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Rick Santorum will memorize all the speeches written for him

Mar 12, 2012

Teleprompters have become a stand-in for President Obama. Countless Republicans have pointed to his use of the projectors as evidence that he’s cold and removed from the American people, that he’s simply reading a speech and waving his hands. Surprisingly successful presidential candidate Rick Santorum too has jumped on that bandwagon, and even recently began attacking chief rival Mitt Romney for relying on the devices, CNN reports.

Santorum’s teleprompter attacks have largely gone under the radar, but his latest remarks are so strange that they can’t escape notice: Santorum suggested it should be illegal to use a teleprompter during presidential races.

“See, I always believed that when you run for president of the United States, it should be illegal to read off a teleprompter, because all you’re doing is reading someone else’s words to people,” Santorum said in Mississippi. “You’re voting for someone who is going to be the leader of our government… It’s important for you to understand who that person is in their own words, see them, look them in the eye…hear what’s (in their) heart.”

“You’re choosing a leader. A leader isn’t just about what’s written on a piece of paper.”

Santorum obviously hopes voters, upon hearing the simple word “teleprompter,” will be tricked into not thinking about his actual words. Forget the near impossibility of such a frivolous law; Santorum wants voters to instantly think that he’s the only true and honest candidate, a candidate who speaks from the heart, politics be damned. He’s a mere mortal, a man fighting a machine. And perhaps for a moment that was partially true. Back before the Iowa caucuses, Santorum’s campaign was mostly just him in a truck, zigzagging across the state. But even then he had strong advisors helping pull the strings: campaign manager Mike Biundo is a veteran political advisor who worked on Pat Buchanan’s 1992 and 1996 presidential races, among others, while Santorum and communications manager Hogan Gidley once headed Mike Huckabee’s media machine. And, yes, Santorum has a speechwriter. His name is Seth Leibsohn. He’s been helping Santorum since even before he officially announced his candidacy.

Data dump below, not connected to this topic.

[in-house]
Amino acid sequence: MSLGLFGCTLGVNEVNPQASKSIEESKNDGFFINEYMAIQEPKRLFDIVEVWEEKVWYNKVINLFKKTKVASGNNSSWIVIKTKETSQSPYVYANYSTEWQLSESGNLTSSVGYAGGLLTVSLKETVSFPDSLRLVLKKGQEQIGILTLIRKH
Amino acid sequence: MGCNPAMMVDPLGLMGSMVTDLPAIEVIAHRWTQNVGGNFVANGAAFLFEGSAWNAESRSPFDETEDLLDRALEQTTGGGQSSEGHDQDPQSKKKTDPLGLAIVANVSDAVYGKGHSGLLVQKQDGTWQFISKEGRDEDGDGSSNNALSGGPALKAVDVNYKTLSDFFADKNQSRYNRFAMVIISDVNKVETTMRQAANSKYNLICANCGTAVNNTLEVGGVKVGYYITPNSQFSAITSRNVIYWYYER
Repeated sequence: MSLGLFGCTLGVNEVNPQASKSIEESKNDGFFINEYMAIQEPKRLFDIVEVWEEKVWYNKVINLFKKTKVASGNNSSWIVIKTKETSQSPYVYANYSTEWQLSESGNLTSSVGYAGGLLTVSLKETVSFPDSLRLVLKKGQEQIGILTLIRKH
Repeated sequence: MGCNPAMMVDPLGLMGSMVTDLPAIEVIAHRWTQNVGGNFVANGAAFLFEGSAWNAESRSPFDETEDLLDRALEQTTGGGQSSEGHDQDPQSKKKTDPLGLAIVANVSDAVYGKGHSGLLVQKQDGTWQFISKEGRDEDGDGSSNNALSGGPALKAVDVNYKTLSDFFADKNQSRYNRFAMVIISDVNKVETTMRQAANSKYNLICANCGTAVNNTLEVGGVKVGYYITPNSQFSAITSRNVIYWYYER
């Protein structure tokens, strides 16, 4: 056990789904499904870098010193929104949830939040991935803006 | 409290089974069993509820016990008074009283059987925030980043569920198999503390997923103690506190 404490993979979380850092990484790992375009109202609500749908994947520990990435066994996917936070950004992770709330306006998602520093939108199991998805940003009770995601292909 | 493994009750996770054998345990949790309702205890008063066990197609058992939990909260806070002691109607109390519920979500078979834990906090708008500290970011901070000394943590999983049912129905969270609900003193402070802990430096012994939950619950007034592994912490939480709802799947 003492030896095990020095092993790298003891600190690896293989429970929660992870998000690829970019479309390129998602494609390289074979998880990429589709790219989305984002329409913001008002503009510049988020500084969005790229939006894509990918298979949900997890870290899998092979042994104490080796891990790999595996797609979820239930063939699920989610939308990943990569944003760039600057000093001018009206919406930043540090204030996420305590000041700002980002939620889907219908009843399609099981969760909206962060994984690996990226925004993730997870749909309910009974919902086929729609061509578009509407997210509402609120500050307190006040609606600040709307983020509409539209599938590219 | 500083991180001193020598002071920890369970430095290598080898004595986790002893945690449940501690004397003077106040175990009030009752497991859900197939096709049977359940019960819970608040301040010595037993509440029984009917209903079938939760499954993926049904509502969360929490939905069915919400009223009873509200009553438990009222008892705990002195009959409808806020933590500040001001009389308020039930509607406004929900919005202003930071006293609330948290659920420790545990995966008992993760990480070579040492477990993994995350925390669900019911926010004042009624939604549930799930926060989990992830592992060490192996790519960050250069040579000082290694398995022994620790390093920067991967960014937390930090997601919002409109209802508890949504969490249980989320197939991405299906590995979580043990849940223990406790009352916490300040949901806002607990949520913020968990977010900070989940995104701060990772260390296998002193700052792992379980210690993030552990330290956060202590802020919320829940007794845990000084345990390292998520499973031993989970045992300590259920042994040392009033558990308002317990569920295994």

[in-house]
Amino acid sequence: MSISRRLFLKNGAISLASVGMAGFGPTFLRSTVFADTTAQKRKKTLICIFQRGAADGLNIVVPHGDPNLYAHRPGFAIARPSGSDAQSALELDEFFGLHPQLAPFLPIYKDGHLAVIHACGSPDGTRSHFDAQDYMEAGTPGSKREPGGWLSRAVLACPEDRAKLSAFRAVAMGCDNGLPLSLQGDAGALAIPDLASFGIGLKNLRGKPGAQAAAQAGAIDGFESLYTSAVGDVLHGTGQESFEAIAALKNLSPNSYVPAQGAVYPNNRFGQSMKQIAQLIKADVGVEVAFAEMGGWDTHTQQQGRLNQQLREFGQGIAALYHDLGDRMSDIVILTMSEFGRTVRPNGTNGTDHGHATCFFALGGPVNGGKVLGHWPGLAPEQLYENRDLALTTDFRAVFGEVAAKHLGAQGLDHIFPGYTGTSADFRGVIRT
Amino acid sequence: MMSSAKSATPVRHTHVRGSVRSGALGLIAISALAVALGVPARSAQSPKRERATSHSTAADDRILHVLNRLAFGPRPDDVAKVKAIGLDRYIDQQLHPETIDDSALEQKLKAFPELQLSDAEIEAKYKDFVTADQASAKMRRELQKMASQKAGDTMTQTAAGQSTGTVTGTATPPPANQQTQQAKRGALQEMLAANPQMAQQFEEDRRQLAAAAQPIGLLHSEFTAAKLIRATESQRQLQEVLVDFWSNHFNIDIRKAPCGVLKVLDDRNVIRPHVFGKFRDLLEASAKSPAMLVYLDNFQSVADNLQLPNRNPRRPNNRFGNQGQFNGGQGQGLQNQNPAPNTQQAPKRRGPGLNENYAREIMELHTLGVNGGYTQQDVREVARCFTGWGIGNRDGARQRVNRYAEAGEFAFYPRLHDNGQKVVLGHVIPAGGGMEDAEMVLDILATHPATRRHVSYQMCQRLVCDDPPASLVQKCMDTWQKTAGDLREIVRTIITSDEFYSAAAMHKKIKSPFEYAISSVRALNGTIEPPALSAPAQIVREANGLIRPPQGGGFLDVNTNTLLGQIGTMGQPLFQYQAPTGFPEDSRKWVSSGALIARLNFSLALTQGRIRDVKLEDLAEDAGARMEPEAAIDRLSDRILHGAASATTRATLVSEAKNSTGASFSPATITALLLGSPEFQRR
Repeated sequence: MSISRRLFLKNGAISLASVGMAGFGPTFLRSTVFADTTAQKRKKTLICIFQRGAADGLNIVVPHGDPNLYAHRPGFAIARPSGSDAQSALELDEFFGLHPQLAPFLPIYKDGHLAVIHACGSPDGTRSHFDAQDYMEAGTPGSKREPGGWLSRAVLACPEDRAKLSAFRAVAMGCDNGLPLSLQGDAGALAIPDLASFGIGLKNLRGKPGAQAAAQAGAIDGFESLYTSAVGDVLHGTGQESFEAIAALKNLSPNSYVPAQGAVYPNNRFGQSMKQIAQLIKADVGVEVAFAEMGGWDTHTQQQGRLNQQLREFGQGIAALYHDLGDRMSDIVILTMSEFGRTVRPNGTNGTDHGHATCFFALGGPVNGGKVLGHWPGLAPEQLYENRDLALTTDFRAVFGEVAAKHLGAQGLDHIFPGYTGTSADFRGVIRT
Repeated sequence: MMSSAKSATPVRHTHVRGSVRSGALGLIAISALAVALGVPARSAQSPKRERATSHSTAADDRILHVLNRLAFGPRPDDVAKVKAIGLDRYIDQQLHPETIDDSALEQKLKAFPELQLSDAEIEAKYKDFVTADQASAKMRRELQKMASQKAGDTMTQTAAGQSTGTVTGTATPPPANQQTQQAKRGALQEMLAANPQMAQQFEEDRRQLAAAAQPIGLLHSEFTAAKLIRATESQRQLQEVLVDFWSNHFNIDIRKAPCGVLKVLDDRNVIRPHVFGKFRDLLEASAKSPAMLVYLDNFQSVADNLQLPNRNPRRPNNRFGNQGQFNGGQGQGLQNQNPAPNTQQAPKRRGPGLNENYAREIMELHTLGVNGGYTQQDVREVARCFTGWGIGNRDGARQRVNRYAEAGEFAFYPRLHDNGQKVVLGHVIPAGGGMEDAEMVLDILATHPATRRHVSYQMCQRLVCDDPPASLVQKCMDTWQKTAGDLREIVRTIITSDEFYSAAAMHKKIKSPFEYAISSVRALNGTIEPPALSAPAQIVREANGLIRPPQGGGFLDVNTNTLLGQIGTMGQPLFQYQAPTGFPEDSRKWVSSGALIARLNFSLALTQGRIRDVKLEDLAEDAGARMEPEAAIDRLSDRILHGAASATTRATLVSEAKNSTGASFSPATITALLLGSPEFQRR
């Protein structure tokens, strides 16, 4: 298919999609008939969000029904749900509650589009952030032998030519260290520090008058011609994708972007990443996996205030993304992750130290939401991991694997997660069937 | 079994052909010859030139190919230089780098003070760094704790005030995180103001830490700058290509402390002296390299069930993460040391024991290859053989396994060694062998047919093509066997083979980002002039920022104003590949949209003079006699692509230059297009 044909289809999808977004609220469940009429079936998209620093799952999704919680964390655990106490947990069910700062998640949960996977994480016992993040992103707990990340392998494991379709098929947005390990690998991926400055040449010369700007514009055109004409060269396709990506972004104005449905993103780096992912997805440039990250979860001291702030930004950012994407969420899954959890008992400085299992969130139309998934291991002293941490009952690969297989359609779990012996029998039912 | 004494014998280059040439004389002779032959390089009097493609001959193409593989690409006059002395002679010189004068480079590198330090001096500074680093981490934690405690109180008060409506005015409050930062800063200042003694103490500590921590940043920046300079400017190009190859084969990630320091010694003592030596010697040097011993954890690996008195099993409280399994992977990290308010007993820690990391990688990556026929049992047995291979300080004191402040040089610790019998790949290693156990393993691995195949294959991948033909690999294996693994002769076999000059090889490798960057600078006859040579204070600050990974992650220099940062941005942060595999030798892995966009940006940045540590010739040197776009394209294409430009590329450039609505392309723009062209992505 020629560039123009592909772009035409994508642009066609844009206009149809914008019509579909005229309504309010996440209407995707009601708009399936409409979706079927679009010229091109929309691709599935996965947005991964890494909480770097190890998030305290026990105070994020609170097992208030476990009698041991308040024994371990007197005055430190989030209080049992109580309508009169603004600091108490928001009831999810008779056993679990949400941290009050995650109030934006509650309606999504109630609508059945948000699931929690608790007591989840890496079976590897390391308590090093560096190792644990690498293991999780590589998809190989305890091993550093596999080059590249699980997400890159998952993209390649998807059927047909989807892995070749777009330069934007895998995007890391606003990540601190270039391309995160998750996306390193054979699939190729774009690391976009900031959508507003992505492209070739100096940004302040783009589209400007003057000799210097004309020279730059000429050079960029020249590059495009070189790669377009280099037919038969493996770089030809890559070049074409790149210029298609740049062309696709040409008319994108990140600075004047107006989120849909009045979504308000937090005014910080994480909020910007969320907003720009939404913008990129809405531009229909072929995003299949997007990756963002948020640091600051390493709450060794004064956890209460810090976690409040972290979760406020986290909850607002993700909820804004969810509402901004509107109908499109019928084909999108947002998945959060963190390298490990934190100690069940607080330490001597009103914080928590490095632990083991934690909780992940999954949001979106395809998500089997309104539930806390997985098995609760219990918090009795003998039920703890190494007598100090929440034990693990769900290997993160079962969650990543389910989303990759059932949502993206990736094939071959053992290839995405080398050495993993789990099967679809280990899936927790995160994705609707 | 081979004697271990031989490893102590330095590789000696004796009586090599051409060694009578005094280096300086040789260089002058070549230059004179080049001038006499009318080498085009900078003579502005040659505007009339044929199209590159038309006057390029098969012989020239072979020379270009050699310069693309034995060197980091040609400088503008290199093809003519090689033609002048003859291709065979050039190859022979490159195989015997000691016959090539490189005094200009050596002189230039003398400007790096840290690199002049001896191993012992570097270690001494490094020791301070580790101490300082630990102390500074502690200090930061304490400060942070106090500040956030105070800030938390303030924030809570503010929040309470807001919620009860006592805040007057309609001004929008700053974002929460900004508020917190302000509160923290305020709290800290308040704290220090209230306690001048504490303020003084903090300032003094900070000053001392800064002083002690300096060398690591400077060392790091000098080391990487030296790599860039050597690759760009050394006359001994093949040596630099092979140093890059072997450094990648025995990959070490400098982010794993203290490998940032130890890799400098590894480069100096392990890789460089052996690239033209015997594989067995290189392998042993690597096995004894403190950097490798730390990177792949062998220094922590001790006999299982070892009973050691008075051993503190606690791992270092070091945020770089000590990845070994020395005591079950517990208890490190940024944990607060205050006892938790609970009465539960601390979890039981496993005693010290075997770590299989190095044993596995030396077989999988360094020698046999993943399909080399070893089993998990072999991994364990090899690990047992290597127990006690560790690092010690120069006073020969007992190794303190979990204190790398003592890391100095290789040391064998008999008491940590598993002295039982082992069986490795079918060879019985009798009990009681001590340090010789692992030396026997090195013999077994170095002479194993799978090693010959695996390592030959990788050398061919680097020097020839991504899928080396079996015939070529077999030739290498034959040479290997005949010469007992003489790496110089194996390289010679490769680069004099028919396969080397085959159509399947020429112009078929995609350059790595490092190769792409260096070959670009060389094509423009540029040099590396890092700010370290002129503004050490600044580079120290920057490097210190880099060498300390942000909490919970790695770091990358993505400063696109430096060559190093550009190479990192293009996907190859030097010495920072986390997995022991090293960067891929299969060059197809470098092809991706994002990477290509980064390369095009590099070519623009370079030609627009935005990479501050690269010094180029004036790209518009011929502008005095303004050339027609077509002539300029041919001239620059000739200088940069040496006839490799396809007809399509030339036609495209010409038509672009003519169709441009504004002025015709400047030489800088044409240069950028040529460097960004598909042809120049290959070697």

Trying to explain his 2001 Senate vote for No Child Left Behind, Santorum said last month he was simply going along with his Republican colleagues because “politics is a team sport.” So too are campaigns, including Santorum’s. Instead of admitting this truth, though, Santorum works around it to deliver a silly political attack, one that sounds as outlandish as many of his other comments, like that Obama is a snob for wanting Americans to attend some college or that JFK’s seminal church and state speech makes him want to puke.

Hell, maybe Santorum is preparing his own remarks, or maybe he should be.

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